The big drop in CNY came in April 2018 – not coincidentally right around the time the global economy shifted toward downturn. CNY DOWN is only bad.
There remains no export growth heading out of China despite a significantly weaker currency. The Chinese manufacturing sector was dragged down with the rest of the world as global trade struck the same landmine as we find everywhere. That’s wasn’t a few billion in potential tariffs.
The numbers don’t at first seem terrible. In the latest data figured for July 2019, China’s General Administration of Customs estimates total exports actually rose by 3.3% from July 2018. That’s better than the 1.1% contraction reported for June.
In reality, those two figures are the same – and you can see above how zero growth is pretty much among the worst cases for China’s export sector. A system that was created to service regular 30% growth and had been stuck at half that rate following the sustained contraction during Euro$ #3 four years ago now has to contend with more shrinking. At best, the lack of growth.
Small wonder that on the other side of the ledger, Chinese imports are falling more consistently and at a greater average rate. In the month of July 2019, imports were down 5.6% year-over-year. The rolling 3-month cumulative change, smoothing out some of the short-term monthly fluctuations, is now -7.13%.
Like external demand for Chinese goods, internal Chinese demand for foreign commodities and goods ran into the same landmine late in 2018. The global economy has noticed in 2019.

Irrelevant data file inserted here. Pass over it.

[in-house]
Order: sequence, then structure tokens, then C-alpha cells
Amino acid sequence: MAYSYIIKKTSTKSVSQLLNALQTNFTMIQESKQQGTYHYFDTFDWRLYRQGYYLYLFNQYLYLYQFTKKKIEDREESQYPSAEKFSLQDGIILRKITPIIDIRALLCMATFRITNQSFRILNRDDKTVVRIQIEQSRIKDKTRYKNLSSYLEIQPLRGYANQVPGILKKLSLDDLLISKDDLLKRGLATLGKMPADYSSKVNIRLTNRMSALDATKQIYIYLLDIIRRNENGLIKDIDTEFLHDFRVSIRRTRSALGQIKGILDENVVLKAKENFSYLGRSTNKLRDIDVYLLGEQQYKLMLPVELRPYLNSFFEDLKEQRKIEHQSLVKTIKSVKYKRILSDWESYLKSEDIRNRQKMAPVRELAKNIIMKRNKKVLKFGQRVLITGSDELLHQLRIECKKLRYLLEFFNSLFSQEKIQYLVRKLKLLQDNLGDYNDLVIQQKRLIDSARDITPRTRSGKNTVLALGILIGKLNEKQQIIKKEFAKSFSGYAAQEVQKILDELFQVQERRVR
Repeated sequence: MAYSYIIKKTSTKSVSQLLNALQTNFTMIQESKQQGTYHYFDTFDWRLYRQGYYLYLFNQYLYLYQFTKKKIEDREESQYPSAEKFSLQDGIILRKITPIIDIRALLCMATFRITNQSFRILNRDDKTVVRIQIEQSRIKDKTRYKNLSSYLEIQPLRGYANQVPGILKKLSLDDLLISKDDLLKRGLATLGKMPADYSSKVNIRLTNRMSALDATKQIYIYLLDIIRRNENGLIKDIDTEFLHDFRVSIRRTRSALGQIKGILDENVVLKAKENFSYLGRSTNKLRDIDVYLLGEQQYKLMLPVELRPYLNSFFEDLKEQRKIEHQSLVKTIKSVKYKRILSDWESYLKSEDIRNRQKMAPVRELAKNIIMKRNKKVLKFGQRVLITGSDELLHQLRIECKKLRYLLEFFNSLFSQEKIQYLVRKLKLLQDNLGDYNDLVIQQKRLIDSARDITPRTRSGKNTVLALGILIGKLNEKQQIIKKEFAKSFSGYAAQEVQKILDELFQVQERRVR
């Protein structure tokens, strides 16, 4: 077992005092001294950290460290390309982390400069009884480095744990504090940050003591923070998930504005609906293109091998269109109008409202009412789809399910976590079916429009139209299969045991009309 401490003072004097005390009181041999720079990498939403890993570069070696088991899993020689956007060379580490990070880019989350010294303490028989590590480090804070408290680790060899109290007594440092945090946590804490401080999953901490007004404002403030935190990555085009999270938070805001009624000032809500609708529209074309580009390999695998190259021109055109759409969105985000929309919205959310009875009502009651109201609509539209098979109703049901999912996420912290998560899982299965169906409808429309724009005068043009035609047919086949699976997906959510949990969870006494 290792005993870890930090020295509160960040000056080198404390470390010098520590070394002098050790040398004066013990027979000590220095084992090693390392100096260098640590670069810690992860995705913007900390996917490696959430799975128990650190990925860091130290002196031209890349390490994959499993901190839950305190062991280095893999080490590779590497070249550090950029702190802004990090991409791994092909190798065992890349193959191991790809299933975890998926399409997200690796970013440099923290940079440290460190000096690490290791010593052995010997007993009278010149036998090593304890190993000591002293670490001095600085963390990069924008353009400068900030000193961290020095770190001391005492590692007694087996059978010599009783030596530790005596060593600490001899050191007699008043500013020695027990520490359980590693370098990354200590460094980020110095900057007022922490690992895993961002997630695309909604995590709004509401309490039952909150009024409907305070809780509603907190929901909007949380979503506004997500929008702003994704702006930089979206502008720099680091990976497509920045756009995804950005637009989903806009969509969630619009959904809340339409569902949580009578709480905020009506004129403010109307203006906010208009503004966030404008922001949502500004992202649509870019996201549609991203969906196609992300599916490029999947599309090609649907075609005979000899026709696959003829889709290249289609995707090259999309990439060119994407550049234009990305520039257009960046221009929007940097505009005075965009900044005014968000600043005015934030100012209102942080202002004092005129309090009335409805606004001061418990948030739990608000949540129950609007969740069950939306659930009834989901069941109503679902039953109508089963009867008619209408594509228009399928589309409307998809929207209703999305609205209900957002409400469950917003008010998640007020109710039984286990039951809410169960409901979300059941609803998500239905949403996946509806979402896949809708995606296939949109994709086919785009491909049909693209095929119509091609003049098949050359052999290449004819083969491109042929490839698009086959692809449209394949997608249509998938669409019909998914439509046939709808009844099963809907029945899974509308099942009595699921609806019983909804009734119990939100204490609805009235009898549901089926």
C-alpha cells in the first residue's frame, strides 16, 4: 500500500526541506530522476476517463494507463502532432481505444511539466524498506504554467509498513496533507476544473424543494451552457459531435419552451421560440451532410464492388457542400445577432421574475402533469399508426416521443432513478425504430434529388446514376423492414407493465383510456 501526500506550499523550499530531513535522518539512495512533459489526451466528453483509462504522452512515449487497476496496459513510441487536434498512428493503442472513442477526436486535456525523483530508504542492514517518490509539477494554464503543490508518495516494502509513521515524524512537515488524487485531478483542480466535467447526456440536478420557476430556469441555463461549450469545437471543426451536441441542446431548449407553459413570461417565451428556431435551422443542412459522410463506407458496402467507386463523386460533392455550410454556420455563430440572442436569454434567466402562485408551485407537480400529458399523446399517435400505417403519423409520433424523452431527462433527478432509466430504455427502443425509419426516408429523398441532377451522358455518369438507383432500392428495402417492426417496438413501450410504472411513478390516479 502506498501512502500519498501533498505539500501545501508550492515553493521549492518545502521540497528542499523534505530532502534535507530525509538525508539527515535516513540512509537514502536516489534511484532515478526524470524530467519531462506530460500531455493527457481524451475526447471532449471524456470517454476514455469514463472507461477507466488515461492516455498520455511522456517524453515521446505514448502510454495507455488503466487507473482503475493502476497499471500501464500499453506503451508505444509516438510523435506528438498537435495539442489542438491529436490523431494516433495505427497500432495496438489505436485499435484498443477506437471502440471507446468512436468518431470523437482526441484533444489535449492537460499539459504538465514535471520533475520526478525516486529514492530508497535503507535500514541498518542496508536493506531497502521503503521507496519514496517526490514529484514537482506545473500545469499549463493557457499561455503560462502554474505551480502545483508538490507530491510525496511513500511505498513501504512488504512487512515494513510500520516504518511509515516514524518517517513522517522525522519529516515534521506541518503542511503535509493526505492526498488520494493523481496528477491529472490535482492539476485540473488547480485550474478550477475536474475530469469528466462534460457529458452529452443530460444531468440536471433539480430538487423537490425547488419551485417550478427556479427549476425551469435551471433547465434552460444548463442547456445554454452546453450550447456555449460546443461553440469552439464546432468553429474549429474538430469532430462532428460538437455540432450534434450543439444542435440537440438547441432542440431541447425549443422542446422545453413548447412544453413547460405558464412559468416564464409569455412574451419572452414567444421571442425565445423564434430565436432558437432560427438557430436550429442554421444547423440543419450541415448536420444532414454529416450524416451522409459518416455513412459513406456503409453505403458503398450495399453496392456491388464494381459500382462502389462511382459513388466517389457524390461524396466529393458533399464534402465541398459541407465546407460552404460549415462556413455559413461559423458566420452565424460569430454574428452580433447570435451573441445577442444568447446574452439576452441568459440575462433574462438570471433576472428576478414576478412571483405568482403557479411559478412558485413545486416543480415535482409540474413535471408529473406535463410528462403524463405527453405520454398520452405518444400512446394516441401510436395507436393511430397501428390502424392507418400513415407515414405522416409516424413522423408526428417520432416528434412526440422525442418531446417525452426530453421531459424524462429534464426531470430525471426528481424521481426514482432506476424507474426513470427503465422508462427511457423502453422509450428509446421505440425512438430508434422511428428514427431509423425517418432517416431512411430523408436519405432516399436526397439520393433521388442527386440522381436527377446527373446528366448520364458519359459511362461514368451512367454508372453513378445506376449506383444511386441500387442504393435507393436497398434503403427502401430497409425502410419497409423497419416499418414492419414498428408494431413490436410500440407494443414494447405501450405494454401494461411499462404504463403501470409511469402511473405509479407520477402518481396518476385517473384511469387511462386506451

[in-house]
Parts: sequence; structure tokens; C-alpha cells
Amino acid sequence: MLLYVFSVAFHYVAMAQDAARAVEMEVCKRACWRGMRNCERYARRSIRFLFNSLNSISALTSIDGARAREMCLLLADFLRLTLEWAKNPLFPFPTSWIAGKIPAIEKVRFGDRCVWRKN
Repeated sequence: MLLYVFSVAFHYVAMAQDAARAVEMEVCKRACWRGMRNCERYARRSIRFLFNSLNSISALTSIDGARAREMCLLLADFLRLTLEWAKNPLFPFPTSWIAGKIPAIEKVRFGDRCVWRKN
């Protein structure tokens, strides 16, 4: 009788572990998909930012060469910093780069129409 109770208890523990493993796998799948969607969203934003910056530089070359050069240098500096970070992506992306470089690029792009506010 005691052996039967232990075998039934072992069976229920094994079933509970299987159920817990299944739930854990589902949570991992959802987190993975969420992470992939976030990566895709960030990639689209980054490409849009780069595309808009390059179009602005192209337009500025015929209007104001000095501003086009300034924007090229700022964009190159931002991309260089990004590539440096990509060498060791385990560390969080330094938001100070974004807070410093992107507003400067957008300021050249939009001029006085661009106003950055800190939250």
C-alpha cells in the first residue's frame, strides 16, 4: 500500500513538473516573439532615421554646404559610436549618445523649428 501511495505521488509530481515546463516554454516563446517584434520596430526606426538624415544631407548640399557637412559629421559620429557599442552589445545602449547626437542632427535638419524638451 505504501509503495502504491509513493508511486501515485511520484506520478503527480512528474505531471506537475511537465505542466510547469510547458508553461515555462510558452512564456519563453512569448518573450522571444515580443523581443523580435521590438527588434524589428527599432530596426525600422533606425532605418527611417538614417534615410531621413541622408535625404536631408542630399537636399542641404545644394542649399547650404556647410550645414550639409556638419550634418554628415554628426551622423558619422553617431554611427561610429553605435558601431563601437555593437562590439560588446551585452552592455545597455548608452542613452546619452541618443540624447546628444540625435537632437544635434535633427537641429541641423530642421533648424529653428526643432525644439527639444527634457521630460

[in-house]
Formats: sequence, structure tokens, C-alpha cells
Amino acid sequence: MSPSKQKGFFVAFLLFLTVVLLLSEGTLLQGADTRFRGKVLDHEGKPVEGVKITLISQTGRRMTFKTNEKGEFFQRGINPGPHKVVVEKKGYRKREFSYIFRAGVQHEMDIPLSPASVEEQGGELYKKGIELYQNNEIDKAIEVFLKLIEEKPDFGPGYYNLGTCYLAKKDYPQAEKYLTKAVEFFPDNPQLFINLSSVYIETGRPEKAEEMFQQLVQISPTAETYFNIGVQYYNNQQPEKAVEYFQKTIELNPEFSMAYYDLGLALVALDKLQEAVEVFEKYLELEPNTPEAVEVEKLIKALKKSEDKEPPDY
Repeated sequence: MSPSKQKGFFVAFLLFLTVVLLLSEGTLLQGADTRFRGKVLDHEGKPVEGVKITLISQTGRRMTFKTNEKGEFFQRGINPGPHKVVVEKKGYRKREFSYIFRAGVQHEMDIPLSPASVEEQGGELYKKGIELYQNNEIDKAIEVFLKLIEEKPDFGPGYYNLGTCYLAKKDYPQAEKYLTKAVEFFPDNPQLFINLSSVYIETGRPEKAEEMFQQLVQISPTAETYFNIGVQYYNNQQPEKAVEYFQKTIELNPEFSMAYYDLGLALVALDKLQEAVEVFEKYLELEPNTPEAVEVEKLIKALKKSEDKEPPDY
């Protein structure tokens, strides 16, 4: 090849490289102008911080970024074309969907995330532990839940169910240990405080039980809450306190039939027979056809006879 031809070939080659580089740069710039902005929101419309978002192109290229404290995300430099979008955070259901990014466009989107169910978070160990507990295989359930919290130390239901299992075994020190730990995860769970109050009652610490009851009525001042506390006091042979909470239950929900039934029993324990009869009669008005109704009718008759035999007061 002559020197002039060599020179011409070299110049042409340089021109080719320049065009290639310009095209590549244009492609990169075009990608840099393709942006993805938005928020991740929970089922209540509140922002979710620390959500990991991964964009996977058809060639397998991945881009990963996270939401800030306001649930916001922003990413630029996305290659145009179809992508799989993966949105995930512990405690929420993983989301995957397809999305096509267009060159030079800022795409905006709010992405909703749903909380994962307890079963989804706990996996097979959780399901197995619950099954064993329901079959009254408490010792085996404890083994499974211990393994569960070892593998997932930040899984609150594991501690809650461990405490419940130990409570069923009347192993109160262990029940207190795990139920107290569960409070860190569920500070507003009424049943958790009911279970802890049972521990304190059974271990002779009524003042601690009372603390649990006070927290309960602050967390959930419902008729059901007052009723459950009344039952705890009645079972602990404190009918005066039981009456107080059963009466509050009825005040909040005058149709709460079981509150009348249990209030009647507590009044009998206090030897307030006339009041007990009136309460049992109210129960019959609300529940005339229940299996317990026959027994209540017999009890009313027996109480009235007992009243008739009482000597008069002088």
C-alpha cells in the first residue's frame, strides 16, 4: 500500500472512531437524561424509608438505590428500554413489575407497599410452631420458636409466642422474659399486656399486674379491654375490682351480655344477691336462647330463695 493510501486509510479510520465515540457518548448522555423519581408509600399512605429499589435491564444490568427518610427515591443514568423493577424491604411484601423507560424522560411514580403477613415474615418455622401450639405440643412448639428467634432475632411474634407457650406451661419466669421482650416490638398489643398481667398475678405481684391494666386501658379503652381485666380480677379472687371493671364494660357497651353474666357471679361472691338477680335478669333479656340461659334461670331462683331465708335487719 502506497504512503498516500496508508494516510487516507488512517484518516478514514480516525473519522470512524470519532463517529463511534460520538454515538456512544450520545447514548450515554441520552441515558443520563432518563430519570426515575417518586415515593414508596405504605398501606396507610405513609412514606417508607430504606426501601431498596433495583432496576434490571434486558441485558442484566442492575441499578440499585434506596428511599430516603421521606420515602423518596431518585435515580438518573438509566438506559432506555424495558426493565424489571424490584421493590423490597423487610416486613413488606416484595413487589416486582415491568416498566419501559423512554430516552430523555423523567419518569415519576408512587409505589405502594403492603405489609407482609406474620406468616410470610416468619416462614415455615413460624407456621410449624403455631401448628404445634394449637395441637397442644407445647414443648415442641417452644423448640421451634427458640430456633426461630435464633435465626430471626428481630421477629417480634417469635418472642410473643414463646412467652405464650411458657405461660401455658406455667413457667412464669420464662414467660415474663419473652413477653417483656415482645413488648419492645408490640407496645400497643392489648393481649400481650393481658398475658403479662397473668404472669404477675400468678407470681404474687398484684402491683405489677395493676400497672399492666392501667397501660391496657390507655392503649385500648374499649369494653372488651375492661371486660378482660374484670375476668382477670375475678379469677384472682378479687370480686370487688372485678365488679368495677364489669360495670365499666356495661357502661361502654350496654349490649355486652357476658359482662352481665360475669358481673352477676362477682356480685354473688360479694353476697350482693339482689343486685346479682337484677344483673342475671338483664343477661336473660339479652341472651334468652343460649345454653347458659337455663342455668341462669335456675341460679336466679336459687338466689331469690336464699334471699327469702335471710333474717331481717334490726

Thinking more CNY DOWN is going to help China, or anyone for that matter, that’s just willfully ignoring a ton of easily available data. It takes zero account of the currency history of 2014-15 which produced that first sustained contraction in Chinese trade – both sides – as well as how the currency “devaluation” in 2018 proved instead to be a warning to guard against what has now become an entrenched downturn in China and beyond.
Some of it is laziness, but mostly it is just the lack of an alternate theory in the mainstream. Economics has done the world a tremendous disservice by relying on outdate myths and legends, assuming the world hasn’t changed the way it does global business since 1950. Why else would CNY be falling if not for an intentional act?
If you don’t see the eurodollar, there’s no frame of reference which could explain all the facts. Isolated in only the one shorthand, it otherwise has to be currency wars else there’s no answer.
Just like 2015, as CNY plummets seemingly out of control the mainstream still unaware of how anything fundamentally works will try to explain all this as competitive devaluation. This time, we are being told, it is President Trump’s fault for trade wars. The Chinese are just manipulating their currency in response to that.
China is manipulating its currency, alright, but as a passenger on the eurodollar train. The fact that it keeps to a regular schedule doesn’t suggest control; quite the opposite.
There are only losers in what is the eurodollar’s war on global growth. A weaker CNY does acknowledge that the Chinese really do need help, but it most certainly is not the help they need.